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The documentation for Kotlin is now located on the new site. This page is kept for historical reasons

A type cast operator changes the static type of an expression after performing a run-time check.

Smart casts

In many cases, one does not need to use explicit cast operators in Kotlin, because the compiler tracks the is-checks for immutable values and inserts (safe) casts automatically when needed:

fun demo(x : Any) { 
  if (x is String) { 
    print(x.length) // x is automatically cast to String 
  } 
}

Automatic casts work for when expressions and while loops as well:

when (x) { 
  is Int -> print(x + 1) 
  is String -> print(x.length + 1) 
  is Array<Int> -> print(x.sum()) 
}

"Unsafe" cast operator

Usually, cast operator throws an exception if the cast is not possible. Thus, we call it unsafe. The unsafe cast in Kotlin is done by an infix operator as (see operator precedence):

val x : String = y as String

Note that null cannot be cast to String as this type is not nullable, i.e. if y is null, the code above throws an exception.
In order to match Java cast semantics we have to have nullable type at cast right hand side, like

val x : String? = y as String?

"Safe" (nullable) cast operator

To avoid an exception being thrown, one can use a "safe" cast operator as? that returns null on failure:

val x : String? = y as? String

Note that despite the fact that the right-hand side of as? is a non-null type String the result of the cast is nullable.

What's next

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  1. Jul 29, 2011

    Hi all. Kotlin Project looks very interesting. I wonder if you could comment on possibly extending your automatic typecasting for the following situation. As the ANTLR guy, I work with trees all time and they are often heterogeneous in that node types differ throughout the tree. Someone might pass me a subtree root and I need to access the children, but with specific types for which I need to do casting:

    There are number of ways around the cast, unfortunately I can't think of a way to do this without bending the static type rules. We could consider this as a case of automatic type inference. The declaration on the left is a very loud signal that has clear declared my intentions for the type. Compare this to simple x=y where the declaration of x is somewhere else. Static typing rules should be in full force in this case making that illegal. It's just too dangerous.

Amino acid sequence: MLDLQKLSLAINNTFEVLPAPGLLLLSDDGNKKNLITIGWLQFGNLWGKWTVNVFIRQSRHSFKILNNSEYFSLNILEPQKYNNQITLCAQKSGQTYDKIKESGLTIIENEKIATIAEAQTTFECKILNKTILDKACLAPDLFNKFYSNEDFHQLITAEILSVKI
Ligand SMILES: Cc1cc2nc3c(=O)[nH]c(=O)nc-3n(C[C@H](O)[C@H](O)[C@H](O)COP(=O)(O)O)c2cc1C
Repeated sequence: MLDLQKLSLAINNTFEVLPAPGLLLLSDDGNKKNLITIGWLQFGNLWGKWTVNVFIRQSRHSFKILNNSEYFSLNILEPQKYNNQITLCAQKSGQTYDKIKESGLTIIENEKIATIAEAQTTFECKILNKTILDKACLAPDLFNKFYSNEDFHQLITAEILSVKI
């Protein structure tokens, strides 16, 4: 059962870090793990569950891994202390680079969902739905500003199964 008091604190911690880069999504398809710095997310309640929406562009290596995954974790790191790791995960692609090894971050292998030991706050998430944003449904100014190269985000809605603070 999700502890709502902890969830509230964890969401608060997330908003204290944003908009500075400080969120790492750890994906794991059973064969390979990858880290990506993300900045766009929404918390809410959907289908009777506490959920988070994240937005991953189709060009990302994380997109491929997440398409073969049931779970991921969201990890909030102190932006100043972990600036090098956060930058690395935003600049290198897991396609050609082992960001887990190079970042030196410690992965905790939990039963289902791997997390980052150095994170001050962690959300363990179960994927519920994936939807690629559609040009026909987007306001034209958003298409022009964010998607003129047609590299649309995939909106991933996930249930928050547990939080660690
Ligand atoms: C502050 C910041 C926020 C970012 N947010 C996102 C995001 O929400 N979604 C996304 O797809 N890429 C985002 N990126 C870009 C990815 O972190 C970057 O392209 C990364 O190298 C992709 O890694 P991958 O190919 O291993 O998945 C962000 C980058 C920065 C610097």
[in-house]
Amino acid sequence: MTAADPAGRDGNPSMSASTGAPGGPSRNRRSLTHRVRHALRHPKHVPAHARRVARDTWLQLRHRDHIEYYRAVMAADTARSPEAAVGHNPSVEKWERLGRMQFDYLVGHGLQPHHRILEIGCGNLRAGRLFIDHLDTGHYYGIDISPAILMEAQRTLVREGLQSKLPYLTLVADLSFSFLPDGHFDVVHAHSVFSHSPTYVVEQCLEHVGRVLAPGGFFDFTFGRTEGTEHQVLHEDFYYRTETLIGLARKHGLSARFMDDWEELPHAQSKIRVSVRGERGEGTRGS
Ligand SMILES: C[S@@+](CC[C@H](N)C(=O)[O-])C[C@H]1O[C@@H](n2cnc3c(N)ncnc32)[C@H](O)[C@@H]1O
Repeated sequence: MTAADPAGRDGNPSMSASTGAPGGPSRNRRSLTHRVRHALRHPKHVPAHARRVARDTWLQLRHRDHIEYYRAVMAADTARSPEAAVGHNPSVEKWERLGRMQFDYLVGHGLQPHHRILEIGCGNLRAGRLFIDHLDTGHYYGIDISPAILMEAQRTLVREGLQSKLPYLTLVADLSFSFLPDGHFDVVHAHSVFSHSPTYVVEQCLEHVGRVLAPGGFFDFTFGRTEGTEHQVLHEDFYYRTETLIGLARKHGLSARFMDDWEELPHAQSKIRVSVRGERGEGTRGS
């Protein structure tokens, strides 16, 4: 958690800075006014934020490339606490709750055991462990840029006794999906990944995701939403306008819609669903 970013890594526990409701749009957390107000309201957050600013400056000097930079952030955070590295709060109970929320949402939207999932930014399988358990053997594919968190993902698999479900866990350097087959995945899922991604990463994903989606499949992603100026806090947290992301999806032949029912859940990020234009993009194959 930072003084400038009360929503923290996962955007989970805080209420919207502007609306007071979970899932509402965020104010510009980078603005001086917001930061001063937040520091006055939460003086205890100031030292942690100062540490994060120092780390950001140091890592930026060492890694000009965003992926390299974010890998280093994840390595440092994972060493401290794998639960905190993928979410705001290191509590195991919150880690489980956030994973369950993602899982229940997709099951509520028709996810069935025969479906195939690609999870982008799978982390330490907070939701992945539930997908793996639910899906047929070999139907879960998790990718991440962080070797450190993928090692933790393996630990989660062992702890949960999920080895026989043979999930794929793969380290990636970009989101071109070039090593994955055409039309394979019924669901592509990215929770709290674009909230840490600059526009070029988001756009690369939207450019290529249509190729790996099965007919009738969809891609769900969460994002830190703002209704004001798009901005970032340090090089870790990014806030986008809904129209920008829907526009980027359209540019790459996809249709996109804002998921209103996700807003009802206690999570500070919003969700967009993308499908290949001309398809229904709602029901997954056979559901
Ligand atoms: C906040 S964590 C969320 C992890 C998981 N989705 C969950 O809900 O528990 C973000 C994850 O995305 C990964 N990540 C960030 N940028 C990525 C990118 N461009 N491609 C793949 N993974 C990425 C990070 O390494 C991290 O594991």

Another way to look at it is automatic down casting. If we can guarantee that VarNode is a subclass of a generic node, perhaps it is legal We could restrict it to subclass interfaces. For example, given a variable of generic node type, Node n, perhaps we could allow n.resolveSymbol() where resolveSymbol is a method only found in the VarNode subclass of Node. It would be an error to call a random method not in a subclass or if the method name were ambiguous in the subclass hierarchy. This would let us avoid a dynamic method dispatch because you are statically guessing the type of n in the case of n.resolveSymbol().

    Anyway, it would be great to hear your thoughts on this. It seems like it gives you the flexibility of dynamic method dispatch, but with the speed of static methods. There would still be a dynamic cast check at runtime as there always is. Do you think it is worth  loosening the type system in this very specific case? It seems I spend most of my life doing downcasting.

    Regards,

    Terence

    1. Jul 30, 2011

      Hi Terence,

      First of all, it's great to hear from you!

      In Kotlin, you can omit type annotations on variables, so instead of leaving out the cast (that's what you request):

      val id : VarNode = a.getChild(0)

      You can say

      val id = a.getChild(0) as VarNode

      I.e. leave out the type annotation and keep the cast (as). Which is roughly the same number of characters, so there's little gain in relaxing the typing rules.

      You can also use pattern matching or extension functions, but this requires declaring the structure of your tree somewhere. And declaring the structure makes sense to me, because you already have a heterogenous tree anyway, why not have typed getters (or something like that) for children?

      1. Jul 30, 2011

        Hi! Great. :)  The as VarNode is a really good solution for the case above. Since I also do a lot of a.getChild(0).resolveSymbol(), I like your suggestion about typed getters. Java finally allows narrowing of return types for overridden methods, but it still is a very verbose and slow solution:

        For deeply nested hierarchies, you either have to walk up the super.getChild() chain at runtime (slow) or re-implement getChild() in every subclass (bad).

        Maybe a variation on generics; a predefined "this type" implicit parameter to a parameterized type. Random try:

        (Note: I'm a huge fan of generics for use with collections as List<Node> is excellent documentation and typecast reducer, but I don't think that they are worth the complexity in implementation and language semantics to allow user-defined generic classes. I have yet to see a really good example from my code or anybody else's that wasn't actually a collection-like thing. Perhaps I should expand my thoughts over in your generics area.  Removing wildcard types is a great idea you have.)

        1. Jul 30, 2011

          Hi Terence,

          in Java you could write:

          which would compile.

          But as you said, your nodes can have children of different type. Than maybe Effective Java, Item 29: Consider typesafe heterogeneous containers is a solution. With that pattern you could write:

          1. Jul 31, 2011

            Hi Alexander,